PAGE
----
Separate Networks Sharing Internet Access

Answered Question

Hello,

Our network admin is in the process of being replaced.  I'm a software developer trying to do some network admin duties in the interim.  So please be gentle. 

We are in the midst of creating a new network for the office.  The new network will be run in parallel to the existing network until all the kinks are worked out and we confirm all is working as desired.  So we need to have both networks up & running but be completely independent and separate from each other.  Here is the list of hardware we currently have in place, in connection order,

5 public static IP's from our ISP

Cable modem for internet access

Cisco 851 router (no wireless)

Netgear VPN Firewall - FVX538 (using FE0 on Cisco)

Netgear Switch - GS724T

I have confirmed with our ISP that the Cisco router is a "stock" router with nothing blocked.  So it should be in a default/factory setting.

For our second network, we have another Netgear FVX538 which we would like to connect to the Cisco router for internet access and keep both networks separate on the LAN side.  We would like to access the 2 networks separately using 2 of our static ip's we have from our ISP to control which network they use based on the which IP they are trying to connect to the office on.  And both networks require internet access from the office.

So what do I need to do to get these 2 separate networks working?  Do I need any more hardware?  I'm sure, as in most cases, there will be a cheap way to achieve this and then there will be a proper way.  I'll settle for the cheap solution for now to get it working but I like having options, so having a better/best solution is appreciated too.

If you need any more information, let me know.

If this specific topic has been discussed in another thread, please post the link.

Thanks for any help you can provide.

I have this problem too.
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Correct Answer by Collin Clark about 6 years 4 months ago

To the Cisco it's just 1 network (and it is). That network has the public IP's and has 3 hosts on it; the Cisco router and each Netgear firewall. The private side of the firewalls are masked by the public IP's (ie NAT) and the Cisco doesn't need to know their real IP's. The Netgear firewall will respond when the Cisco says , "Hey I have traffic for this public IP". If Netgear 1 has that IP, it will say, "Send it to me" and the second Netgear won't say anything because it doesn't have that IP. Works vice-versa when traffic is sent to an IP destined for Netgear 2. Does that make sense?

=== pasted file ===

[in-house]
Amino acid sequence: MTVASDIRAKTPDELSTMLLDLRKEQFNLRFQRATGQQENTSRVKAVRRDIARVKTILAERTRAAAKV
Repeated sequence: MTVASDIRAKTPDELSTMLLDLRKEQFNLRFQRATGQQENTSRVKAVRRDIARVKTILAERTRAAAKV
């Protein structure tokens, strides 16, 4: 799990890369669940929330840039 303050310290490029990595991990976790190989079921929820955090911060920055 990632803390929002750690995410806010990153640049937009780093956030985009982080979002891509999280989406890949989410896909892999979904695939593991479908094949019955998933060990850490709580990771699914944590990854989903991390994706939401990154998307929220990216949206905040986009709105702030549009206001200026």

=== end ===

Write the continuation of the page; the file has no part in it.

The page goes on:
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Collin Clark Fri, 08/13/2010 - 07:45

This shouldn't be to hard to setup. You will some connectivity between the Cisco router and your two Netgear firewalls. Does the GS724T switch support VLANs? If so we can create a new VLAN and use that for the switching infrastructure between the Cisco and the Netgear firewalls.

Collin Clark Fri, 08/13/2010 - 08:10

I just checked the 851 router and it has multiple switchports, so we don't need to create the VLAN. You should be able to connect the second firewall to the 851 router. Assign the firewall one of the public IP's and your should be good to go. I've attached a picture just to make sure we're on the same page.

Thanks Collin.  Another quick response and with pictures too!  

That is just way too simple.  I think even I can handle that setup.

Just so I have it clear in my head, does the Cisco know to do the routing correctly to the 2 different networks?  Because of the external IP addresses assigned to the Netgear routers?  The Cisco "auto senses" the Netgear routers and routes the network traffic according the external IP the traffic is coming on?

Correct Answer
Collin Clark Fri, 08/13/2010 - 08:45

To the Cisco it's just 1 network (and it is). That network has the public IP's and has 3 hosts on it; the Cisco router and each Netgear firewall. The private side of the firewalls are masked by the public IP's (ie NAT) and the Cisco doesn't need to know their real IP's. The Netgear firewall will respond when the Cisco says , "Hey I have traffic for this public IP". If Netgear 1 has that IP, it will say, "Send it to me" and the second Netgear won't say anything because it doesn't have that IP. Works vice-versa when traffic is sent to an IP destined for Netgear 2. Does that make sense?

That is an extremely terrifying thought. 

It was way to easy to get the router up & running....even with a couple of fat finger typos.  I was reading other posts and they were talking about Cisco configurations and commands and was way over my head.  I started to wonder what I was getting myself into.  But it was rather easy to do and very straight forward.  And with your explanations, I actually understand what the hell the devices are doing too.

Thanks again.  You've made this a great Friday and hopefully a good start to the weekend.  Time for a beer!  

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